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When it rains the lane markings become almost invisible. Even in the daylight it is hard to see, but at night it is much harder.

Would installing a specific color of foglights help? Would it help to use polarized lenses?

closed as primarily opinion-based by Maître Peseur, Gayot Fow, Karlson, SpaceDog, CGCampbell Jul 8 '15 at 2:45

Many good questions generate some degree of opinion based on expert experience, but answers to this question will tend to be almost entirely based on opinions, rather than facts, references, or specific expertise. If this question can be reworded to fit the rules in the help center, please edit the question.

  • Foglights in the rain would seem overkill and risk dazzling oncoming traffic, no? – CMaster Jul 7 '15 at 8:27
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    At the risk of sounding snarky... don't drive in the rain at night then? – jpatokal Jul 7 '15 at 9:14
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    At the risk of stating the obvious, drive slower. I've driven in snowstorms where you don't see the lanes at all, let alone the edge of the road – blackbird Jul 7 '15 at 13:55
  • I've seen something like this before, but only in some areas, where the paint used for the lane markings seems to be the problem. In other areas I have no problem seeing the markings. And in some areas they are installing reflectors in the road along with the markings. – Michael Hampton Jul 7 '15 at 16:35
  • I'm voting to close this question as off-topic because it's about driving and not travel -- although the dedicated driving SE never got up to speed (ha!) so I'm not sure where else you could ask this. – SpaceDog Jul 8 '15 at 2:32
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There is not much you can do to support seeing lane markings.

I would still visit an eye specialist (especially if you are getting old) because you can have nyctalopia (the inability to see the lane markings on low light is one warning sign) or photophobia, sensitivity to light (the rain causes strong light reflexes which does not allow the eye to see correctly).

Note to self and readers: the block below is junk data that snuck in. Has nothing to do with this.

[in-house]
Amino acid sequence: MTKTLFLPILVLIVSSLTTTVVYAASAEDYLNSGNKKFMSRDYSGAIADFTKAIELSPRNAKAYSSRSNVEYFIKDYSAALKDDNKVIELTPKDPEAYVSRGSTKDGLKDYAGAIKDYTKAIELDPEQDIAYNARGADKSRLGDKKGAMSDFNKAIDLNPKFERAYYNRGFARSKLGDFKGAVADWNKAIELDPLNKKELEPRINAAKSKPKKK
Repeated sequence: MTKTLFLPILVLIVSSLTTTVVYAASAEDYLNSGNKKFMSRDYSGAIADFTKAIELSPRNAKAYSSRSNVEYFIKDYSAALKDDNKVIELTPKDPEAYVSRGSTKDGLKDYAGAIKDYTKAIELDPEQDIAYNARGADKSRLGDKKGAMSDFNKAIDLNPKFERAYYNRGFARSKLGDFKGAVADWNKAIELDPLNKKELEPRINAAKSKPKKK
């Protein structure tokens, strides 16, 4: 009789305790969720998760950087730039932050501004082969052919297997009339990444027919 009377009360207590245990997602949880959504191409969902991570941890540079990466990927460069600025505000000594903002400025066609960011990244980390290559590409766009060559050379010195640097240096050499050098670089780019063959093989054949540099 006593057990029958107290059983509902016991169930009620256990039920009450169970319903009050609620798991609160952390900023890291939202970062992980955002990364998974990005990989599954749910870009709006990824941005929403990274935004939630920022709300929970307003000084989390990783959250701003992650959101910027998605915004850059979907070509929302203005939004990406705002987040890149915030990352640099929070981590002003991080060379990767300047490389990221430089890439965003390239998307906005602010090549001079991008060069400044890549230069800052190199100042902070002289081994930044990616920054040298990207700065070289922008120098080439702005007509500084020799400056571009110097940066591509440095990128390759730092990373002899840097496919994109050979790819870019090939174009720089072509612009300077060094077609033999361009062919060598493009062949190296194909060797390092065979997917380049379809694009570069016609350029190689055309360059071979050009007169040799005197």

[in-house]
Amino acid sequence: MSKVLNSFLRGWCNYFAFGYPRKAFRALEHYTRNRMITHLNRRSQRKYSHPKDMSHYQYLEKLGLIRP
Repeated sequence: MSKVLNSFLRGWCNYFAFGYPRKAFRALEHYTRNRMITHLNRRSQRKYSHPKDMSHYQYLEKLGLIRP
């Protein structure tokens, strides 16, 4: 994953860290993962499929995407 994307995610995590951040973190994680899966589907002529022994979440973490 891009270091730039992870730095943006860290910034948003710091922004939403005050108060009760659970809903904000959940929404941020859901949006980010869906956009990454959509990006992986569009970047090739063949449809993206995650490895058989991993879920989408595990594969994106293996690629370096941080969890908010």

It is independent of how good you see at day, your day vision could be completely perfect. Many people do not realize how bad their night vision is because it deteoriates imperceptibly.

  • Are you saying that no one else has this issue? When it isn't raining I can see the marks far ahead. When it rains I can only see the marks that are close. They appear to be the same color as the road just raised. – HaLeiVi Jul 7 '15 at 14:21
  • Unfortunately I have only a crystal ball for knowing if and what is wrong. Heavy rain makes not only lane markings but everything invisible in the distance, so everyone is slowing down. But light drizzle should not impede the visibility of the markings. One possible problem is that your lights are wrongly set and light too deep (Check it). If that is not the case, it seems that the rain reduces contrast very strongly for you. This points to something with your eyes which cause this: nyctalopia (severe contrast under low light conditions), glare sensitivity or e.g. color vision deficiency. – Thorsten S. Jul 8 '15 at 14:12
  • I am talking about heavy rain. I am asking if there are solutions out there for seeing lane markings, such as a specific color light, position of lights, or filtered lens. I can see the side of the road easier than the lane marks ahead. I can see its bevel but obviously only for like 7 feet. The color matches the road when it rains at night. – HaLeiVi Jul 8 '15 at 16:18
  • @HaLeiVi Fortunately it did rain heavily today, but had no car, so I observed the street ducked from the side window through the windshield. If the markings are white and in good condition, they are clearly visible until the viewing range in daylight. If the viewing range is 50 m, they are visible in 50m, if heavy rain impedes vision down to 20 m, the marking are visible to 20m. If you cannot see the markings in daylight in the same distance as you can see other objects, check immediately your eyes. – Thorsten S. Jul 8 '15 at 22:26
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I think better lights are the only real solution, especially if the road lines are unclear. I've always had more difficulty driving at night and try to stick with well-lit roads or streets I'm familiar with.

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